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Also if you want to actually control it at 220v you won't be able to use a johnson or ranco controller, you'll need to use a PID or some sort of controller off an electric oven (infinite switch)
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Old 03-12-2009, 01:57 AM   #5
tipicreeper
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Quote:
Originally Posted by conpewter View Post
Also if you want to actually control it at 220v you won't be able to use a johnson or ranco controller, you'll need to use a PID or some sort of controller off an electric oven (infinite switch)
Actually an isolation relay will do the trick.

 
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Old 03-12-2009, 02:26 AM   #6
ClaudiusB
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Quote:
Everything I read says "you shouldn't do this" and I know that is just hogwash and I will simply lose some output watts (so this becomes a 3000 Element or something)
Have you changed your mind?

Cheers,
ClaudiusB

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Old 03-12-2009, 02:53 AM   #7
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Quote:
Originally Posted by tipicreeper View Post
Actually an isolation relay will do the trick.
please elaborate. I don't know what an isolation relay is specifically. The PID usually controls an SSR or just a regular mechanical relay to switch the element on and off to simiulate a lower power. You won't want 4500W continually on for the boil (especially 5 gallons). It is useful to modulate how much heat you are putting into the wort to keep the boil under control.
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Old 03-12-2009, 02:56 AM   #8
Yuri_Rage
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Ranco and Love both make controllers rated to at least 220VAC. Love probably has a controller that will do exactly what you want. I'm not certain that the probes on the Ranco units are capable of withstanding boiling temperatures.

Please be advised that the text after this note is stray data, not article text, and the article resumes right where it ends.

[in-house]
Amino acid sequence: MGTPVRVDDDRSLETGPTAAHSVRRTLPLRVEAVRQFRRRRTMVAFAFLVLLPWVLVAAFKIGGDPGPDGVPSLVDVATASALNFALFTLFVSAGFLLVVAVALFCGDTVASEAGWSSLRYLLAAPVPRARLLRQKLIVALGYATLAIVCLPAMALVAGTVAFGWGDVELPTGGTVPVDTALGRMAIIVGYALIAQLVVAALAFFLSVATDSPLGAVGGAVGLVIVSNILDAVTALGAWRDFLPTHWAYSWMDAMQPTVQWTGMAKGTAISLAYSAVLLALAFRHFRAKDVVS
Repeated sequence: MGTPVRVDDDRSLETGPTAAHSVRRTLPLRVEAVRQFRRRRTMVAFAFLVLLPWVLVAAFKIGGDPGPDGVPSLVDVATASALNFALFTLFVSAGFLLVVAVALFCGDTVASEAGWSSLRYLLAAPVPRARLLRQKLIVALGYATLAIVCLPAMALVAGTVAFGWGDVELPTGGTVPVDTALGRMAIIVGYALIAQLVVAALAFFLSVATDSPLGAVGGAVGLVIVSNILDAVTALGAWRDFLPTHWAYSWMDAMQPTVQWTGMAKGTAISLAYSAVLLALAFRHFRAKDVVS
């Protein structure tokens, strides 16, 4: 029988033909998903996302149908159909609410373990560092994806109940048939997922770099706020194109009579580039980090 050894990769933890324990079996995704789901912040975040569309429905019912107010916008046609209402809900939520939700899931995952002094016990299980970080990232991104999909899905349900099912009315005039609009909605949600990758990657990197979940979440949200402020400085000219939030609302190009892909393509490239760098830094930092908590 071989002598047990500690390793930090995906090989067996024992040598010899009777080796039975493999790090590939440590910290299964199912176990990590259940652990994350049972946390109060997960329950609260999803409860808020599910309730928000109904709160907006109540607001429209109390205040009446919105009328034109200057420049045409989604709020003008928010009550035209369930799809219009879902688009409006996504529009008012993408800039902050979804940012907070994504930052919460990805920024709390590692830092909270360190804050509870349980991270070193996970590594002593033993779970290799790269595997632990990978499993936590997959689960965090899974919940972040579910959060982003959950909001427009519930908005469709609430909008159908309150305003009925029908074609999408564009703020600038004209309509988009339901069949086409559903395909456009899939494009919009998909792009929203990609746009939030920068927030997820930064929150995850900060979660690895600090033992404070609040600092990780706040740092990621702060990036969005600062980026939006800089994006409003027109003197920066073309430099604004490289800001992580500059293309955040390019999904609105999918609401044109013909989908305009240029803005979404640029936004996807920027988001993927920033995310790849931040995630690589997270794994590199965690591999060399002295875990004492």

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Old 03-12-2009, 03:16 AM   #9
hayabusa
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My goal is to use 110v, I just assumed that I would use a 220 element and hit it with 110... mostly becuase at Lowes they said they didn't have 110v hot water heater elements. I am going to search for a 120 and pair it up with a controller. Any pro/con on love v. ranco?

Thanks for the feedback, especially the formulas!
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Old 03-12-2009, 03:25 AM   #10
Yuri_Rage
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I'm not the best with thermodynamics formulas, and I can't find the one that applies at the moment, but I don't think 1100W is enough to bring five gallons to a boil in any reasonable amount of time.

EDIT - let me try my hand:

5 gallons of water is approximately 41.5 lbs of water (8.3 lbs / gallon)
Assume a temperature delta of 144F (a starting temp of 68F)
41.5 lbs x 144F = 5976 BTU
5976 / 3412 = 1.75 KWH

So, if I have the concepts correct, it will take you well over an hour to get 5 gallons of water to boil with an 1100W element, assuming no system losses. A 1500W element is only marginally better but still won't be adequate.